Local Officials Upset Over Massport’s Ruling on TNC at Logan

Leading up to the Massport Board’s vote on whether or not to force Transportation Network Companies (TNC) like Uber and Lyft to pick up and drop off at a central location inside Logan International Airport, the TNC lobby launched a media blitz against the plan.

The TNCs took out ads in local newspapers, released radio commercials against the plan and lobbied Massport administrators to abandon the idea.

The plan released by Massport Acting CEO John Pranckevicius earlier this month aimed to remove 3 million TNC trips from local roadways and the airport that have been greatly contributing to East Boston’s traffic woes. 

Over the past few years Uber and Lyft trips to and from Logan International Airport have exploded with 12 million annual trips a year. However, these trips are only picking up 7 million riders. The remaining 5 million trips are what the industry calls ‘deadhead’ trips or trips that do not include a passenger when arriving or leaving Logan.

Pranckevicius and Massport planned to better rematch shared rides so TNCs are not arriving or leaving Logan airport empty.

This would have prohibited TNCs from dropping off curbside at Logan terminals and instead force all TNCs into the first floor of Logan’s Central Garage for drop offs.

However, in the 11th hour it seemed Massport drafted a compromise allowing the rideshare companies to continue curbside drop offs at airport terminals between the hours of 4 a.m. and 10 a.m. However, all pickups will be moved to the Central Garage.

The compromise plan, which was approved by the Massport Board last Thursday, angered Eastie’s elected officials, environmental watchdog groups and even Massport Board member John Nucci because it does little to mitigate airport-related traffic spilling out onto Eastie streets.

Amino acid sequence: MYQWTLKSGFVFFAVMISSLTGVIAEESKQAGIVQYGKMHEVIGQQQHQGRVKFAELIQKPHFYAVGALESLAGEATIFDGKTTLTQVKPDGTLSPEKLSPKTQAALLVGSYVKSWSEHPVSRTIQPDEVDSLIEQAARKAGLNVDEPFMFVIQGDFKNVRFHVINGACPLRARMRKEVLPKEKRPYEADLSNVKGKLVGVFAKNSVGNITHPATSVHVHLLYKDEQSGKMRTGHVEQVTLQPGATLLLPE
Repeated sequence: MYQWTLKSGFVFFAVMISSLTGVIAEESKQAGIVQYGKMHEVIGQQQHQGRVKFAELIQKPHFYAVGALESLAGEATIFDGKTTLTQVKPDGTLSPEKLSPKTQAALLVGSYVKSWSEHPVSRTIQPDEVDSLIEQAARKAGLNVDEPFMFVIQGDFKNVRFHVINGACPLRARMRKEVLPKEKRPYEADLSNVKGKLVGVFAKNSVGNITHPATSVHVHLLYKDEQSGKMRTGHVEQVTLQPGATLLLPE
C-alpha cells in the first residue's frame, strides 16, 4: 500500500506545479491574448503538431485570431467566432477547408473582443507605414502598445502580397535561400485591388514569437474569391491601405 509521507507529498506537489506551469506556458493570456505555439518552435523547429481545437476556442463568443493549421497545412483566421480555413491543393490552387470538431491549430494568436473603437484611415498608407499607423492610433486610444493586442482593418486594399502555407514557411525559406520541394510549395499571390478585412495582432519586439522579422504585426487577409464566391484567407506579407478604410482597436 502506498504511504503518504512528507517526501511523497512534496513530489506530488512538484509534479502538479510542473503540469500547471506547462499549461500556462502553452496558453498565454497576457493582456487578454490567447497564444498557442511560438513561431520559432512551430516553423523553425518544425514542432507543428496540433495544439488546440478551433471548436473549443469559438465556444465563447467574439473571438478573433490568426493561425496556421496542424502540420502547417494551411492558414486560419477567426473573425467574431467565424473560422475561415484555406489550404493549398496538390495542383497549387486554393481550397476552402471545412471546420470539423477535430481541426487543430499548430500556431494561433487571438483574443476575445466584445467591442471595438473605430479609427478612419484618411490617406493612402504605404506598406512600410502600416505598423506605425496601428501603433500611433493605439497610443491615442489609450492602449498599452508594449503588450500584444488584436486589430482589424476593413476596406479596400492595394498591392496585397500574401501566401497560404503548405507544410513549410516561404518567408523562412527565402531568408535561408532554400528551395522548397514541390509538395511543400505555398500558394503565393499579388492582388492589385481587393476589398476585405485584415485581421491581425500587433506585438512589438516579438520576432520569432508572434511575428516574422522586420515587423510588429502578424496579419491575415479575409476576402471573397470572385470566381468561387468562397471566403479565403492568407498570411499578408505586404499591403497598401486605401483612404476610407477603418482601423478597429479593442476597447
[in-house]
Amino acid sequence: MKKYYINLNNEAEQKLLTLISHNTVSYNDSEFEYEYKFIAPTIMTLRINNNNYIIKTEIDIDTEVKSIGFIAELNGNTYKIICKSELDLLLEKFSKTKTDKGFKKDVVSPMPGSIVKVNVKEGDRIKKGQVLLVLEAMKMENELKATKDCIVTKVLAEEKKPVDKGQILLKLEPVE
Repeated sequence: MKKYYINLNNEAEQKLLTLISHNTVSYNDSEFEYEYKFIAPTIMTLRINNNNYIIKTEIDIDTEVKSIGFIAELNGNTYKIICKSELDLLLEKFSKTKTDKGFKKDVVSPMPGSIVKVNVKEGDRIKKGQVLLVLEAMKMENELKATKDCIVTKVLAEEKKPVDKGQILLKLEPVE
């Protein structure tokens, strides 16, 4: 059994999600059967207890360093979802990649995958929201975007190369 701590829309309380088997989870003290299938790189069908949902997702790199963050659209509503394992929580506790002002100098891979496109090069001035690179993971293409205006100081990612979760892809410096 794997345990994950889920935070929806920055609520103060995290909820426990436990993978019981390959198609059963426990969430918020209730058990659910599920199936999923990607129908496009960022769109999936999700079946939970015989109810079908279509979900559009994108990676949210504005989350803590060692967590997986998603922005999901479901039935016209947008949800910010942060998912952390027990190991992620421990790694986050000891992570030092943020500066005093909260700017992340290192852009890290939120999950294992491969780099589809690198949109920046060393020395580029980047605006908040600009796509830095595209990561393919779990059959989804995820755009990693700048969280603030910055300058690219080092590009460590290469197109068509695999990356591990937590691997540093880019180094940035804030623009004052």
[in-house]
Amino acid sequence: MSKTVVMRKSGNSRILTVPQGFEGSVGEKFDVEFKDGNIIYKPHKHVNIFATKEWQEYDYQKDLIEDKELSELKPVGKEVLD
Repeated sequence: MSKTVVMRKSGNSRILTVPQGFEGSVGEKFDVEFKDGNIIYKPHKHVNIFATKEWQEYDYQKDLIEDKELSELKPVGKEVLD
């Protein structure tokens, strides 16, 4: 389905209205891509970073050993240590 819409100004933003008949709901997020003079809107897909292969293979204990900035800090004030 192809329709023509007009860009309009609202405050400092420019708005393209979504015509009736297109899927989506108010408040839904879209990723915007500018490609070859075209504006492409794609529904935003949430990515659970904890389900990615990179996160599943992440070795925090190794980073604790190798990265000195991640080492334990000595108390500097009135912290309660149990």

“I spoke out against the compromise plan because it is simply not the best way to address morning congestion at the tunnel and on surrounding streets,” said Nucci after last week’s vote. “This amended plan essentially allows Ubers and Lyfts to continue to snarl curb traffic and quite possibly leave the airport empty during morning hours when 40 percent of Logan flights takeoff.

“That’s not a good compromise for East Boston and I’m going to be watching it very closely,” Nucci added.

The original plan received the nod from Eastie’s elected officials, Eastie’s environmental watchdog group Airport Impact Relief, Incorporated (AirInc.), as well as Gov. Charlie Baker.

Rep. Adrian Madaro, who backed the original plan, said by continuing to allow drop offs curbside, especially during the morning commute, does nothing to mitigate traffic impacts. He argued that TNC drivers will be allowed to police themselves under the compromise. Madaro said there is now no policy to force them to pick up another ride at Logan and can simply leave the airport once they make their drop off and continue to clog neighborhood streets. 

“I am disappointed in the Massport Board’s decision to water down this proposal,” said Rep. Adrian Madaro. “These changes, which continue to allow curbside drop offs during morning rush hour, will not do enough to reduce the millions of deadhead rideshare trips coming out of Logan Airport or decrease congestion in East Boston and surrounding communities. I urge the Massport Board to rethink their decision, and to adopt the original plan.”

In a statement AirInc. said Eastie deserves better when it comes to safe streets and an efficient mobility system.

“This is counterproductive and baffling,” read the AirInc. statement. “Under the Massport Board’s plan, HOV use can be expected to continue to dwindle during the morning commute, at exactly the time that traffic congestion and its negative economic, environmental, health and safety impacts are clearly at their worst.”

Over at Massport Pranckevicius is standing behind the compromise plan.

“As a strong economy continues to drive Logan Airport passenger demand, we are confident that our new plan is a step in the right direction to help alleviate congestion on our roadways, the tunnels and in our surrounding communities,” said Pranckevicius. “Our goal has always been to move more people in less vehicles while providing a better customer experience, and we think this plan achieves that.”

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